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Spring Break: Ways to stay safe

Historically dangerous spring vacations leads to organizations creating new safety techniques

By Marissa Piccolo
On March 13, 2014

For most, spring break will inevitably be spent cooped up inside with some Netflix, still trying to avoid the cold. Yet a lucky few will be flying off to a tropical location with friends to take part in the college vacation tradition. However with countless horror stories, and recent headlines about a Bates student found dead while studying abroad in Italy, spring break safety cannot be overlooked. 
Many cities have already made public safety plans in preparation for spring breaks. The City of Corpus Christi, a popular beach destination in Texas, is even creating a mobile police substation to be located on the island, and will be setting up presentations on crime prevention, auto theft, and family violence (kiitv.com). The Panama City Beach Council supported a $105,000 proposal to bring in outside aid from the Florida Highway Patrol and Florida Division of Alcoholic Beverages and Tobacco (newsherald.com).
Yet no matter what cities themselves are doing to prepare, individual students are encouraged to take personal responsibility and exercise caution. As Lt. Andrew Fournier of the UConn Police Department said, "Not being aware of the potential for crime while vacationing is dangerous. Being away for spring break may lend itself to being less vigilant and as a result, one may become more susceptible to being a victim of a crime."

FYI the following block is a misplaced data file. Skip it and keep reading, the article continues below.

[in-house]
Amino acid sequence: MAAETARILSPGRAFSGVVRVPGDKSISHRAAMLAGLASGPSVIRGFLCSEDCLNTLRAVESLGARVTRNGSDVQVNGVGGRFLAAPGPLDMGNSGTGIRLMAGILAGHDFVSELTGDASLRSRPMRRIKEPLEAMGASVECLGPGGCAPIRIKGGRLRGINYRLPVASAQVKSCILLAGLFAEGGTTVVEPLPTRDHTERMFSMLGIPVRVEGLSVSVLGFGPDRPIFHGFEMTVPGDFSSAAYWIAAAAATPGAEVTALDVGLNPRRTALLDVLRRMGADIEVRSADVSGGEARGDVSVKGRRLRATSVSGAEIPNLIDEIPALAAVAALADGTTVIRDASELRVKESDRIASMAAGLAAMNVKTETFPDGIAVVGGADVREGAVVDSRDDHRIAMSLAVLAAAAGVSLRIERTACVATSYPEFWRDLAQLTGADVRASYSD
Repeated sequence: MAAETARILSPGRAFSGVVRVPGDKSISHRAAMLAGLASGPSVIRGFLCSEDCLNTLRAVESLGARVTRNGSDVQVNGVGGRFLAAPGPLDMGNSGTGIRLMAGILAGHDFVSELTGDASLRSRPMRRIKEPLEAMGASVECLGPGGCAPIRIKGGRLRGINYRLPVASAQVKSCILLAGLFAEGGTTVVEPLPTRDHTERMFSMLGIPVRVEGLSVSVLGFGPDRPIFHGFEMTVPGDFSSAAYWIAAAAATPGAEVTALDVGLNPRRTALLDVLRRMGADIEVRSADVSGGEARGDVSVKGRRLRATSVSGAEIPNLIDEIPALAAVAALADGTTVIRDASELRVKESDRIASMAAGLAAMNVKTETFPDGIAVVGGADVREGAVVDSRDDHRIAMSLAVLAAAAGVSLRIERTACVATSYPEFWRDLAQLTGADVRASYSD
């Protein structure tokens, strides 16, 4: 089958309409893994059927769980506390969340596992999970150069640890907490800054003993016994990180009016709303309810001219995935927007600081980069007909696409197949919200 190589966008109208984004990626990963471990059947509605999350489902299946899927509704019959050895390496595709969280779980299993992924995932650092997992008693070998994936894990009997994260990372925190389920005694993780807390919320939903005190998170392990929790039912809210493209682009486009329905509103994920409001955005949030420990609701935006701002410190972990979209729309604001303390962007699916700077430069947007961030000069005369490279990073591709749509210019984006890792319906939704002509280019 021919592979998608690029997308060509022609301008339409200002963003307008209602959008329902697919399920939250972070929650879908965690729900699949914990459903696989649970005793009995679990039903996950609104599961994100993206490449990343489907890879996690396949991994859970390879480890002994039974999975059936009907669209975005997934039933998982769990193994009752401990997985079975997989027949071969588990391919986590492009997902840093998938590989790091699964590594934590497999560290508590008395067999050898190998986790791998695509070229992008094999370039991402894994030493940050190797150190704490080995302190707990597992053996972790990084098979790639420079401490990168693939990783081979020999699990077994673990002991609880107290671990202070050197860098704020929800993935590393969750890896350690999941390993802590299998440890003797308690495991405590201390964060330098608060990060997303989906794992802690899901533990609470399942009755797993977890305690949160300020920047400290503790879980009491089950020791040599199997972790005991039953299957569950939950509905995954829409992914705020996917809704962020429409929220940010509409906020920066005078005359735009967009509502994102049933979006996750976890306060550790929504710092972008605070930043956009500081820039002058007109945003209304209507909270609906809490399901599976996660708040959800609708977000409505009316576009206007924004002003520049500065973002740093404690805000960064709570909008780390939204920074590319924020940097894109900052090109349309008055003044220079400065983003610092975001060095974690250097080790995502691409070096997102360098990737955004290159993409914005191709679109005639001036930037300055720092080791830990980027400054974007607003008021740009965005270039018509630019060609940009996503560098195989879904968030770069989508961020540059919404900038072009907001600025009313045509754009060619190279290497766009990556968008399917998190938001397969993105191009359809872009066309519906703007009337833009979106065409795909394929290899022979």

Whether vacationing within the United States or abroad, any location can present dangers. "The potential for danger exists for students when traveling in areas that they may not be familiar," said Fournier. Ross Thompson, co-founder of travel-safety company Mayday360, agrees. Cancun, Mexico has become a popular destination ever since MTV began filming annual spring break shows there. The biggest danger there, Thompson says, is that, "(students) act like they are still in the U.S. and that the U.S. will protect them. That's wrong and can add up to disaster."
According to Explorer Travel Security, the most common spring break dangers are alcohol and drug abuse, coupled with overheating and dehydration that can be deadly, accidents from auto to ripe-tide drowning, and sexual assault. Especially places that attract students with cheap costs, the area's crime rate outside the gates of the resort is a great risk factor, commonly due to drug cartels and gang wars which oftentimes bride local enforcement officers. Lieutenant Fournier considers theft of personal financial information the least known, yet pervasive, danger when traveling to well-known tourist areas.
As final advice, Fournier urges, "Travel in groups, watch out for each other, trust your instincts (if it doesn't seem right, don't proceed), approach spring break type activities in moderation with safety in mind."
 


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